The Secret to Kid-Approved Meals? Love and Spice and Everything Nice

girl holding bowl of oatmeal
Photo by Kelsey Foster

By Carolyn Sweeney Hauck

"Food is love." 

Every once in a while, you meet a person who truly embodies the meaning of the phrase—a person like Clara Franklin. Franklin has been cooking meals for children at a KinderCare in Forth Worth, Texas for over seven years, and, inspired by her mother’s adoration for food and family, every meal she makes is infused with love, love, love.

“You have to cook food in a way that you know kids will eat and enjoy it,” says Franklin. ”They have to enjoy it.”

Get Franklin talking about the food of her childhood, and she’ll describe every recipe in mouthwatering detail: homemade hamburgers, spaghetti and meatballs, and (oh!) the yams. “My mother made sure we ate a full-course meal at every single meal. I grew up in a family that valued eating together and home-cooked meals,” she says.

The trick to her mother’s cooking was the spice. “She wasn’t shy about seasoning,” explains Franklin. “She had all these little tricks and used spices, and that made her food come out so good. So that’s what I do. I add a dash of garlic powder here, and maybe a touch of salt or pepper there.” Her oatmeal doesn’t get served without a dash of cinnamon on top, and to get the yummy, creamy consistency that makes her kids gobble it all up, she adds a touch of milk to the water while it boils.

Ask the center’s director, Tonya McKinzie, about Franklin’s cooking, and she’ll swoon as she rattles off lunches the kids love: black beans and brown rice and Franklin’s yams (of course!), but it’s the green beans with crunchy onions on top that really steal the show across the board, according to McKinzie. “If a mom or dad happens to be here at lunchtime and they smell the green beans wafting down the hallway, they’re asking for a bowl!” In other words, there’s no such thing as kid food at Franklin’s center. It’s family food, made to bring people together (and make mouths water).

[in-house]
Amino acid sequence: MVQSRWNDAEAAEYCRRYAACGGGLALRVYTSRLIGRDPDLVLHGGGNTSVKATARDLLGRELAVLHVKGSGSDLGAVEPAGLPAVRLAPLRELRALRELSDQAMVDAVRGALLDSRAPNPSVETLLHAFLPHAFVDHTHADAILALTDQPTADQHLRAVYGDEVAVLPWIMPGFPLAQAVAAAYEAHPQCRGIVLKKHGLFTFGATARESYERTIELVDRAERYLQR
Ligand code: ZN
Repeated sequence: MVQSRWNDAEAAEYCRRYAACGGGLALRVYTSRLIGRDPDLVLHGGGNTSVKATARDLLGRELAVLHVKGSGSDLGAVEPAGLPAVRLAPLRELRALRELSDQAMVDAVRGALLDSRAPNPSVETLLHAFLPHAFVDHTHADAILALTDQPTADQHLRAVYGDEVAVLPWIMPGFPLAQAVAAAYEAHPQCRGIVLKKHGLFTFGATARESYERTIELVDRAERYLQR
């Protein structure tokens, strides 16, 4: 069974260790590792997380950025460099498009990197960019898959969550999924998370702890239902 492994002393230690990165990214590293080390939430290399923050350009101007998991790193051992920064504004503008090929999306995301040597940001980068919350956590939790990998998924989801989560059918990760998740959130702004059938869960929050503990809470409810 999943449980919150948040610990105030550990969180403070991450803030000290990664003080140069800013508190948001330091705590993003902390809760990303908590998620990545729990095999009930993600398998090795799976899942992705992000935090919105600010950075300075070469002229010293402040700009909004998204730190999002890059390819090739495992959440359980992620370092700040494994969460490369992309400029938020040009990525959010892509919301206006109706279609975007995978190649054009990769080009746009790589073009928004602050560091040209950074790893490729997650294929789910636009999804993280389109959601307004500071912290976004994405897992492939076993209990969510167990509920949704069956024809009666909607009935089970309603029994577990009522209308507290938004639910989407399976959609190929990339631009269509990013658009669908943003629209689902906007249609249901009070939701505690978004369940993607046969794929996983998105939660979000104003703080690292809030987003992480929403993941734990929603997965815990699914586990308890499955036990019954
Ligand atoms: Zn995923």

boy raising hand for seconds
Photo by Kelsey Foster

For Franklin, getting kids to try new foods isn’t just about nutrition, it’s about the pure joy that food brings to our lives. Food is an adventure: If she serves something her children haven’t tried before, Franklin tells them to try just one taste. “With my kids, they try it and that’s it! They love it. They just have to try it, and soon they’ll be asking for seconds. My kids eat!”

Take a page from Franklin’s book: Don’t forget the dash of joy when you cook for your kids—and don’t forget a dash of joy for yourself. 

cooking together
Art created by Amy Martin Illustration

Home Guide to Cooking with Love

One of the best ways to infuse your meals with love? Draw from your own family experience! Recipes are special traditions that get passed down from generation to generation, but even if you’re short on those, you can always start a new tradition or make culinary memories with your kids. Here are a few ideas to give them a sense of family when you sit down to share a meal, and to get them excited about whatever’s on the menu.

1. Cook from Our Family’s History.

Cook a memorable recipe that your mom or dad used to whip up. Can’t find grandma’s special meatloaf recipe? Research and find something similar online. Cooking from your past, as long as there is fondness there, can reconnect you to cooking at a deeper level, and that shows through to your kids.

2. Serve It with a Family Story.

Kids loooove to hear stories about when their grown-ups were kids, and that can be a great tool for getting them to connect with what’s on the plate at dinnertime—even if it’s just a simple dish of steamed carrots with butter and basil, just like your dad made when you were little. Talk about the dish and how you remember eating it as a child.

3. Make a New Special Tradition.

Drawing a blank? Start your own tradition! Whether it’s baking cookies during the holidays, making blueberry pancakes on Saturday mornings, or designing a three-course dinner for Sundays, pick something you enjoy cooking and make a ritual out of it.
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